FRANKFURT/PRAGUE (Reuters) - Investment group KKCG plans to bid for the Czech assets of German energy group Innogy (IGY.DE), posing a new challenge to a deal between Innogy’s majority owner RWE (RWEG.DE) and rival German utility E.ON to carve up Innogy themselves.
E.ON (EONGn.DE) on Friday published its 5.2 billion euro ($6.3 billion) takeover offer for the 23.2 percent of Innogy that RWE does not own, worth 40 euros per share including dividend payments to Innogy shareholders for 2017 and 2018.
Shareholders have until July 6 to accept the offer.
RWE and E.ON in March unveiled comprehensive plans to break up Innogy and divide its assets, turning RWE into Europe’s second-largest wind utility and E.ON into Europe’s largest operator of gas and power networks.
But other investors are looking to muscle in on the deal.
Last week, sources familiar with the matter told Reuters that Australia’s Macquarie (MQG.AX) was interested in buying some of Innogy’s assets, including the stake in a Czech gas networks unit it does not already own.
On Friday, Czech investment group KKCG, which has interests in gas extraction and storage, said it also planned to make a bid for Innogy’s Czech assets, which include a gas distribution network, storage facilities and gas and electricity trading.
KKCG said that needn’t disrupt RWE’s and E.ON’s plans.
“A potential sale of Innogy’s Czech activities is in line with an earlier agreement ... on the split of Innogy that the parent RWE concluded last month with its competitor E.ON,” KKCG said in a statement.
However, RWE and E.ON don’t seem keen on any side deals.
E.ON said in its offer document that RWE would offer to buy Innogy’s stake in Czech Innogy Grid Holding, which E.ON would then have an option to buy.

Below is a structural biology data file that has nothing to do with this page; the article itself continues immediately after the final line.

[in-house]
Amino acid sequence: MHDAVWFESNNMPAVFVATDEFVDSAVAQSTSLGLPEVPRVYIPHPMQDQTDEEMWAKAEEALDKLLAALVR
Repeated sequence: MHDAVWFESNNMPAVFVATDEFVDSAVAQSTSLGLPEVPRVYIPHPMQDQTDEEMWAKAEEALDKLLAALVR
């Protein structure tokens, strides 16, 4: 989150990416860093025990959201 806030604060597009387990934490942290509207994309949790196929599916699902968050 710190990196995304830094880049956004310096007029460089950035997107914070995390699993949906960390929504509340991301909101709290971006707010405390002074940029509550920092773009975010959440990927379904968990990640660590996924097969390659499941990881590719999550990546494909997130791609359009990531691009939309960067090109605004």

And E.ON’s finance chief told Reuters he believed his firm would end up owning the Czech operations.
“We are very interested in integrating Innogy in its entirety. And that includes the Czech gas business. I am confident that the Czech gas business will eventually find its way to E.ON. Provisions have been made in our contracts for this,” Marc Spieker told Reuters.
Innogy and E.ON declined to comment on KKCG’s statement.
Innogy’s management and supervisory boards will publish their recommendations on E.ON’s offer within the next two weeks. They have urged shareholders not to take any action until then.
Innogy’s shares closed little changed at 36.28 euros.
The E.ON-RWE deal, expected to close in late 2019, is seen resulting in as many as 5,000 job cuts as E.ON targets 600-800 million euros in synergies.
E.ON boss Johannes Teyssen has said he hopes job reductions can be done without forced redundancies.
Reporting by Christoph Steitz, Maria Sheahan, Jan Lopatk aand Tom Käckenhoff; Editing by Jane Merriman and Mark Potter